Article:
|dc.description.abstract||The marine biogeochemistry of trace metals and their isotopes is a burgeoning field in Earth sciences. The primary interest in trace metals stems from the fact that many metals are utilized in biochemical functions of marine phytoplankton which form the base of the marine food web. Low concentrations of bioessential elements may limit primary productivity in large swaths of the global ocean, while elevated concentrations around anthropogenic sources can prove toxic to marine phytoplankton. Thus, it is important to understand the sources and sinks of metals to the ocean and the biogeochemical processes that influence their distributions. Furthermore, sedimentary records of trace metals provide important constraints on environmental change, such as the redox evolution of the ocean-atmosphere system throughout Earth’s history.
In this study, the biogeochemistry of trace elements and their isotopes was investigated as part of the 2013 GEOTRACES expeditions in the Mediterranean and Black Seas. The unique oceanographic properties of these marine basins were exploited to better understand how specific processes influence the distributions of trace metals and their isotopes. The Mediterranean Sea receives the largest flux of atmospheric deposition of any modern marine basin, is strongly impacted by anthropogenic activity, and experiences overturning circulation analogous to the global ocean. The distribution of dissolved aluminum displayed high concentrations (up to 175 nM) in the Mediterranean Sea that are likely a result of the intense dust deposition. Strong correlations between dissolved aluminum and silica with salinity indicate that the general distribution of dissolved aluminum is controlled by conservative mixing, including the long recognized covariation between aluminum and silica. The distributions of dissolved iron, zinc, cadmium and lead in the Mediterranean Sea were also investigated, which reveal striking concentration gradients between the eastern and western Mediterranean basins. Atmospheric deposition of lithogenic material results in elevated concentrations of dissolved iron in Mediterranean surface waters, while anthropogenic sources of zinc, cadmium and lead within the western Mediterranean basin may support the observed concentration gradients.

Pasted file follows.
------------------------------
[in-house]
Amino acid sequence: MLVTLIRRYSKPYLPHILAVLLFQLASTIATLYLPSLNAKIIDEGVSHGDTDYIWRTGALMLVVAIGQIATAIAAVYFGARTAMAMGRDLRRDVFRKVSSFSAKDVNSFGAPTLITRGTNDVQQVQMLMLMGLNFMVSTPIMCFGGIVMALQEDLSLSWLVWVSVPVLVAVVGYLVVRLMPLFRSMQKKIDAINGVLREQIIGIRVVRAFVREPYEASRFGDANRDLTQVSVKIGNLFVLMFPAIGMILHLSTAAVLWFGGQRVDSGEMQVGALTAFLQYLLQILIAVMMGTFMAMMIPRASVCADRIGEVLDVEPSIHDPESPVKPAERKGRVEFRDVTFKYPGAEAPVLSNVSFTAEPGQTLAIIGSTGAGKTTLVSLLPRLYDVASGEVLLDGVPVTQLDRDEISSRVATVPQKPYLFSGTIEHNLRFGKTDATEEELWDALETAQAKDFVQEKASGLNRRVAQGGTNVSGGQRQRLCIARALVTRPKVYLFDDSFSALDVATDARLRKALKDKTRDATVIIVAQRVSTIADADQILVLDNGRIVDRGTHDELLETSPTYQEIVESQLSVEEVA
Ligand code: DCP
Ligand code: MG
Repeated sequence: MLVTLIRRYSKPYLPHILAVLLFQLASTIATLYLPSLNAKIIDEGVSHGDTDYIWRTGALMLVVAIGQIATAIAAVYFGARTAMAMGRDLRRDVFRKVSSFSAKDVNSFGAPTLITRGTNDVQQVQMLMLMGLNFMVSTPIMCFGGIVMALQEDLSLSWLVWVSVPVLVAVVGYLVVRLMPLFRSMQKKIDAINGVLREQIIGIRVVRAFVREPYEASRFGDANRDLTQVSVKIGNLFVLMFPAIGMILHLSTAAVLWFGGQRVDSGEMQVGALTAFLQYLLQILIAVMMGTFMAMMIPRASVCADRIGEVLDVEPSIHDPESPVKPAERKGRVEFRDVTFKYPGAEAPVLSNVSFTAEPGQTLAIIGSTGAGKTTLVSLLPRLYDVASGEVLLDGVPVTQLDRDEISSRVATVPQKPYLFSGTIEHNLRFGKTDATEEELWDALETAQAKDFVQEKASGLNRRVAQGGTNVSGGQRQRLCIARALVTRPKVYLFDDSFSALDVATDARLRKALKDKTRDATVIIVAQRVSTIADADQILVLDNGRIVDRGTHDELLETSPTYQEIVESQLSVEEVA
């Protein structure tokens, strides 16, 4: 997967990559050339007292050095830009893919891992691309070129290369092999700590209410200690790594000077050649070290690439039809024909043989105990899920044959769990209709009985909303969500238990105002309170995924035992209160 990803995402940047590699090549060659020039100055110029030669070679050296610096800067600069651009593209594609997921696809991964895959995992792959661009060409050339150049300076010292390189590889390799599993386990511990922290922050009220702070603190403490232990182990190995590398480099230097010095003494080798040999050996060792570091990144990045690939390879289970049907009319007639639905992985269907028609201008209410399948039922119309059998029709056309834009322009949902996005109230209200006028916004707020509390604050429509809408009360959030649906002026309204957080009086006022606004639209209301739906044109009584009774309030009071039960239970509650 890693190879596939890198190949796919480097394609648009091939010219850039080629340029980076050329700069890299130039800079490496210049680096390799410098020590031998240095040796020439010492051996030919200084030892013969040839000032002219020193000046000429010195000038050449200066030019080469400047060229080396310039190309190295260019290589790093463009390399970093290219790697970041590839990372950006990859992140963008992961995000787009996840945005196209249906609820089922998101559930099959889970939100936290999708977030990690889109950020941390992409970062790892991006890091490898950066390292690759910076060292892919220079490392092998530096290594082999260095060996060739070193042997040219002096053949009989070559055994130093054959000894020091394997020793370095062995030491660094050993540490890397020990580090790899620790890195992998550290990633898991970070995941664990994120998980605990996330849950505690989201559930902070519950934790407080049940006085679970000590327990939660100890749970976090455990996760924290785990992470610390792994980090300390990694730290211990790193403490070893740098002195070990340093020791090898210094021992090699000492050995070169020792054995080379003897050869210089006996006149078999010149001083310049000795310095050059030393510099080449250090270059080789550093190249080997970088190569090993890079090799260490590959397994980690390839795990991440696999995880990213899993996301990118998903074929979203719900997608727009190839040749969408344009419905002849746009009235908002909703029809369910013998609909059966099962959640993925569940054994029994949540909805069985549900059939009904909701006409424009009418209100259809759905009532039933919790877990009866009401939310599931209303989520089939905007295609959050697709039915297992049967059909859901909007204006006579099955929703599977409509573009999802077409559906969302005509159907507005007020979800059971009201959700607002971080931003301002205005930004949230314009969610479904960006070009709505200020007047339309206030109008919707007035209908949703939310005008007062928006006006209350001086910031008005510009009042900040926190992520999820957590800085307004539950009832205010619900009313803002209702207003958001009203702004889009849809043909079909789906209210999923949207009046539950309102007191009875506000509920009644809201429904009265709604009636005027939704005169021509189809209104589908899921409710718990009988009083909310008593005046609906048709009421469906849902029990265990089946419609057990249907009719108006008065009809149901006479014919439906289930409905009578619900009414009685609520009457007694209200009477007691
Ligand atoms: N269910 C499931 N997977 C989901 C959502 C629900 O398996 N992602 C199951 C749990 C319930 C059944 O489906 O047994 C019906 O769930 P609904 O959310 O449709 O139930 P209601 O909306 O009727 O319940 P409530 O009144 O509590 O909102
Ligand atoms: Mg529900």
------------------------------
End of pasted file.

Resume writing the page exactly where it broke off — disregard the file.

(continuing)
The Black Sea is the world’s largest anoxic marine basin and is an ideal natural laboratory for investigating the behavior of trace metals and their isotopes under variable redox conditions. The distributions of a suite of dissolved trace metals including aluminum, titanium, manganese, iron, copper, zinc, gallium, yttrium, zirconium, cadmium, lanthanum, and uranium in the Black Sea water column are reported. The distributions of trace metals in the Black Sea are primarily controlled by redox reactions that induce changes in solubility of the metals, the formation of insoluble metal-sulfides in the deep sulfidic basin, and the scavenging/regeneration of metals associated with the remineralization of sinking particles. Additionally, the iron and uranium isotope systems are investigated in the water column and sediments of the Black Sea. Iron isotope fractionation factors associated with pyrite formation, +2.75 ± 0.22‰ (2SE), and oxidation reactions, -0.19 ± 0.07‰ to -0.40 ± 0.12‰ (2SE), are calculated from the isotopic composition and concentration of iron in the water column. Similarly, the isotopic composition and concentration of U in the water column is used to calculate the uranium isotope fractionation factor associated with reduction of U(VI) to U(IV), -0.61 ± 0.08‰ to -0.84 ± 0.11‰ (2SE). Implications for the application of the iron and uranium isotope paleoredox proxies to the sedimentary record are discussed.||